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'64 West' Tech Park's Data Center Up and Running

March 12, 2009 — The University of the Virgin Islands Research and Technology Park's commercial collocation data center is now up and running and offering web hosting, online financial transactions and other data services under the brand name "64 West."
UVI and the RTPark held a press conference Thursday morning at the Buccaneer Resort on St. Croix to trumpet the progress toward a return on the public investment in the tech park.
"This is real," said David Zumwalt, executive director of RTPark. "Revenue is coming in. It may take another year or two to really take off. But the only question now is whether it will be hugely or just moderately successful."
The RTPark is an economic-development initiative of UVI designed to take advantage of the territory's lucky access to gigantic amounts of fiber optic data carrying capacity. One of two sets of major data-trunk cables landing on St. Croix, the Global Crossing cable, carries the bulk of all communications in and out of the Virgin Islands and most Latin American telecommunication traffic to the U.S. mainland. To date, more than $6 million has been appropriated by the Legislature for developing the project. The Public Finance Authority has also set aside another $7 million for construction, which it will not begin to disburse until all the designs, plans and permits are in place.
The main RTPark is to occupy a 20,000-square-foot facility on UVI's St. Croix campus, in the field to the immediate west of the campus entrance. 64 West, named for St. Croix's longitude, is not the physical park at UVI but is rather the public face for the RTPark's complete package of connectivity, collocation and financial transaction services. It is leasing hardware collocation space inside Global Crossing's data center on St. Croix, where it can directly access the massive amount of super-high-speed bandwidth there.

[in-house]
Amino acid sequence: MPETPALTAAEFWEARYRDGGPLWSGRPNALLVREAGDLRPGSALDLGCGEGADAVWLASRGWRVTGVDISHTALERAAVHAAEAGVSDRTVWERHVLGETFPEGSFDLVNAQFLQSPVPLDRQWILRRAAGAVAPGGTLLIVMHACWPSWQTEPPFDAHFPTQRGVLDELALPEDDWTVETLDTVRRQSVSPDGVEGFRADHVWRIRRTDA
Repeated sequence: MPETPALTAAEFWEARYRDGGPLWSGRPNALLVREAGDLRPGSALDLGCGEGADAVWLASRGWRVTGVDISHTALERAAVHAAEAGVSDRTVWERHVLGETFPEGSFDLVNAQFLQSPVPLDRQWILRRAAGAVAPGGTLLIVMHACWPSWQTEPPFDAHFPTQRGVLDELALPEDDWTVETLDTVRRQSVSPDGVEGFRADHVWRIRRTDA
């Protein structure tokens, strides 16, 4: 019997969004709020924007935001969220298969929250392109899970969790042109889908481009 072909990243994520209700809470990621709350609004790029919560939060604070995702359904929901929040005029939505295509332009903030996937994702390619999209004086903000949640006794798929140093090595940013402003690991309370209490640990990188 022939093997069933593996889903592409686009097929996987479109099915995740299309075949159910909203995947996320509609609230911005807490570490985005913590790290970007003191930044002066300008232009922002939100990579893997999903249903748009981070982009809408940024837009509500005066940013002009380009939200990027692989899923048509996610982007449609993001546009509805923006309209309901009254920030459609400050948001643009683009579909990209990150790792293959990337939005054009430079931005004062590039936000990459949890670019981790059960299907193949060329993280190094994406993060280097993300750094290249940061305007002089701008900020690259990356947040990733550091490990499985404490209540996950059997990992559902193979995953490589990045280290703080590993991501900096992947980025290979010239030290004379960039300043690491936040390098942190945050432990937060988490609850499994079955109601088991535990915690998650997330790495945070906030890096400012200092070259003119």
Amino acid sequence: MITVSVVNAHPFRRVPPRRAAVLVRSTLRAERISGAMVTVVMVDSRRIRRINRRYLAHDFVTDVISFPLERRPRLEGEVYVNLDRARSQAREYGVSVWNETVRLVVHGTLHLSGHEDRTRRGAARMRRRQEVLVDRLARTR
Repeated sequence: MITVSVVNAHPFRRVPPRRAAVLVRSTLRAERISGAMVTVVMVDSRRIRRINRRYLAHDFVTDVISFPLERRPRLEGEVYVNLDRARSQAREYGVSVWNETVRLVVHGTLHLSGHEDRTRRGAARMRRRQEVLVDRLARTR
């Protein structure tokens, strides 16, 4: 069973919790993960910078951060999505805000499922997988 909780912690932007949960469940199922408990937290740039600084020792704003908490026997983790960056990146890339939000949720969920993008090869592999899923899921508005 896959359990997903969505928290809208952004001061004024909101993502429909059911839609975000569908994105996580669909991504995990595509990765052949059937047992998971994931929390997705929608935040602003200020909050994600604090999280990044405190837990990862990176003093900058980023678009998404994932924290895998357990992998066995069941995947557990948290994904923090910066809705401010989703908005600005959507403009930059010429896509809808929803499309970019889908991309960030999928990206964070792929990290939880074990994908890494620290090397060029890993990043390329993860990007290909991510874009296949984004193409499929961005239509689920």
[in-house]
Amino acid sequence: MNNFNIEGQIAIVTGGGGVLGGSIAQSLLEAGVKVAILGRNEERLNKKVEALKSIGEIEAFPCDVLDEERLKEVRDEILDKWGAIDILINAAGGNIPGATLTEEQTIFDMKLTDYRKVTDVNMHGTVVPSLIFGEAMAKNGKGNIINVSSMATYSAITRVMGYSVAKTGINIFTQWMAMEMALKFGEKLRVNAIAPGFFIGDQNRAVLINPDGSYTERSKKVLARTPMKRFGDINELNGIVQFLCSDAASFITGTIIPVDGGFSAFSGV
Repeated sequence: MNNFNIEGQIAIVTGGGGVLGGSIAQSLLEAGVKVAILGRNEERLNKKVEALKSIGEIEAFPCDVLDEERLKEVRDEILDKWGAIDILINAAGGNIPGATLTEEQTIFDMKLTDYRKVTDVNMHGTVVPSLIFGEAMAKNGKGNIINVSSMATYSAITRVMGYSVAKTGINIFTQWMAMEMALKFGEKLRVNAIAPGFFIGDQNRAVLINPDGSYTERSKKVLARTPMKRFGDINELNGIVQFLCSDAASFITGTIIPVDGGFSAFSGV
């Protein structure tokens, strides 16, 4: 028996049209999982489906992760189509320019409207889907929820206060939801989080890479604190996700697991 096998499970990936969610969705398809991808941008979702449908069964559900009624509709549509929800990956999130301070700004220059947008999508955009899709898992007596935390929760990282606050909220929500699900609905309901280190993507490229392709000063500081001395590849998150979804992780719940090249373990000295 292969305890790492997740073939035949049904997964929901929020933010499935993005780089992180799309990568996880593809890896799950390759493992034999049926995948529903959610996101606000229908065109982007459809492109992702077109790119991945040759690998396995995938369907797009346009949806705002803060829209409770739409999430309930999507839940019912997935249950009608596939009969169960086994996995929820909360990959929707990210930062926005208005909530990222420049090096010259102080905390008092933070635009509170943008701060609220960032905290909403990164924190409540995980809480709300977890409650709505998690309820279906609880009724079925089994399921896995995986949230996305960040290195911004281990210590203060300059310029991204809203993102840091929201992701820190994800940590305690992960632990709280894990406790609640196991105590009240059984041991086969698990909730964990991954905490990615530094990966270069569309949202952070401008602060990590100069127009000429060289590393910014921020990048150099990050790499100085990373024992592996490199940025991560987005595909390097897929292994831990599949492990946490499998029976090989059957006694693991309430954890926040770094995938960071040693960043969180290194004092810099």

The chief executive officers of 64 West's strategic partners each spoke about their companies and their role in the operation. Web hosting — computer servers that maintain websites online 24 hours a day — is being done by Adveniat, a local subsidiary of Baltimore Technology Park headed by Baltimore Technology principal Tom Cunningham. (See "UVI Technology Park Brings in Baltimore Firm to Run Data Center.")
The actual telecommunications backbone of the operation, connecting remote locations to the data hub at Global Crossing, will be handled by Tropical Tower, the parent company of nine regional communications companies owned by Choice Communications founder Neil Prior. (See "Choice Official Will Manage Communications Technology at RTPark.")
JetPay will manage online financial transactions. This newest partner completes the three pillars needed for commercial online services by providing a way to get paid.
JetPay is the second largest "card not present" transaction provider in the western hemisphere, CEO Trent Voigt said. They handle credit card purchases at the Expedia.com travel website and other large online companies, he said. "Card not present" transactions are secure online transactions, where you don't have a card-swiping device reading the physical credit card as found in retail stores, but enter information online. JetPay handles recurring monthly payments and offers descriptive labeling, so your credit card bill tells you what you purchased and who to call to dispute a purchase too. They processed $17 billion in transactions in 2008, of which $16.5 billion were "card not present," Voigt said.
To date, more than $6 million has been appropriated by the Legislature for developing the project. The Public Finance Authority has also set aside another $7 million for construction, which it will disburse when the plans and permits are in place.
Aramark corporation is overseeing the designing and building and later will operate the planned UVI tech park component of the RTPark. Scott Hartman of Aramark presented artists conceptions of the park complex, showing an attractive two-story stone and glass office building with architecture designed to evoke the image of an old stone windmill, and a variety of features designed to help control storm water runoff, take advantage of easterly breezes and fit well into the environment. Construction is still sometime in the future.
"We have most of the money necessary for construction," Zumwalt said. Once permits are in place, they will go to both corporate sponsors and the government to see about acquiring the rest of the needed money, he said.

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